MIAMI (CBSMiami) — The attorneys for the parents of two University of Miami students killed by a driver is asking for them to be awarded millions.
The plaintiffs’ attorneys asked the jury to award approximately $2 million in economic damages to the parents, about a million dollars each, but asked for each set of parents to be awarded five to $7 million for their pain and suffering.
All this as closing arguments were underway Tuesday in the civil trial of the driver Milady Pequeno. Just after 4 p.m. the jury began deliberating in the case.
Pequeno’s Porsche slammed into Ying Chen, 27, and Hau Liu, 26, as they crossed Kendall Drive at an intersection just east of Dixie Highway on the evening of October 16, 2014. Police said Pequeno sped off after the incident.
After six days of testimony, attorney Deborah Gander told jurors in closing arguments that “Milady Pequeno was not watching where she was going” when she struck and killed the students.”
“They were there to be seen,” Gander told the three men and three women on the jury.
Gander reminded jurors that Pequeno, in her own testimony, said she never saw the students.
“She hit them with her car without ever having seen them” Gander said. “That’s the one part of her story that has been consistent.”
The attorney ridiculed the defense claim that the students jumped out in front of Pequeno’s car.
She reminded jurors that a detective testified that Pequeno admitted being distracted.
“She told him that she was talking to her mother,” in the passenger seat of the car, the attorney said.
“She admitted to you ‘I don’t know why I didn’t see them,'” the attorney said.
Jurors also were reminded that Pequeno did not try to help the students, but kept going more than the length of a football field, stopping only after being screamed at by another driver.
“She didn’t stop, didn’t get out to render aid, she kept going,” the attorney said.
In her testimony, Pequeno was unable to explain why she did not stop.
Earlier, a defense expert testified before closing arguments.
A traffic reconstruction expert said Tuesday that the doubly fatal accident was consistent with the defense that the students darted in front of Pequeno’s car.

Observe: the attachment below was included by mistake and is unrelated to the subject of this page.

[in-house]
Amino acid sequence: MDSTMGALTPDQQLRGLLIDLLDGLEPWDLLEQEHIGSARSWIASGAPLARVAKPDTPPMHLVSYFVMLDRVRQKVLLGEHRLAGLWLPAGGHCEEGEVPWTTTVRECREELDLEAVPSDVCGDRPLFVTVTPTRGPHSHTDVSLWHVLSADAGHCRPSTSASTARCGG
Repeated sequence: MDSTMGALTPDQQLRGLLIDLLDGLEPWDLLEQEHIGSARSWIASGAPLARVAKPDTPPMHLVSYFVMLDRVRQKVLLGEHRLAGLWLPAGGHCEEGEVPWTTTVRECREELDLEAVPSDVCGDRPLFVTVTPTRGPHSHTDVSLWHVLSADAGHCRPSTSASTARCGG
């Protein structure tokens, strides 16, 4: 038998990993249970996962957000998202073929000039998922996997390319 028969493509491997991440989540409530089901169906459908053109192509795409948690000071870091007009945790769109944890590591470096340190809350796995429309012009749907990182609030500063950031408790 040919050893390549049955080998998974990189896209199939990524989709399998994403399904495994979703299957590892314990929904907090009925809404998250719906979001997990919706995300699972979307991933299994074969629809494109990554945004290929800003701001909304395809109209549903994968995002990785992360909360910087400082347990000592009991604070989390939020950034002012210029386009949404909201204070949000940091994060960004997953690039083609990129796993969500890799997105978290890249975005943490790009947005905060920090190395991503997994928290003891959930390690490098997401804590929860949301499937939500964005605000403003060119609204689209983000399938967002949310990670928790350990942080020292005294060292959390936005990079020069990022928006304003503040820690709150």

“I think they ran out in front of that Porsche and caused this accident,” said Kenneth Bynum, a traffic engineer, testifying for the defense.
Bynum said the accident was in keeping with the defense argument that Pequeno’s view was obscured by an SUV.
On cross examination, Gander stressed that the defense expert has only a bachelor’s degree, and does the vast majority of his work for the defense camps in civil cases.
As part of Pequeno’s civil trial, Chen’s parents gave emotional testimony using a translator last week.
Chen’s mother Wang Qingyun wept frequently as she spoke of her loss.
“I don’t know sometimes if I am alive or if I’m dead. I would rather die,” she said.
Pequeno, who is being sued for negligence, wept in court during the mother’s testimony.
At one point a female juror was visibly moved, dabbing tears from her eyes.
There was also testimony from the assistant medical examiner who said both students suffered multiple broken bones, skull fractures and internal injuries.
But the coroner, during cross-examination, said both students would have been rendered unconscious instantly, suggesting they did not consciously suffer.
This is important in the case because, in a civil lawsuit, the jury can weigh suffering in awarding damages, if any.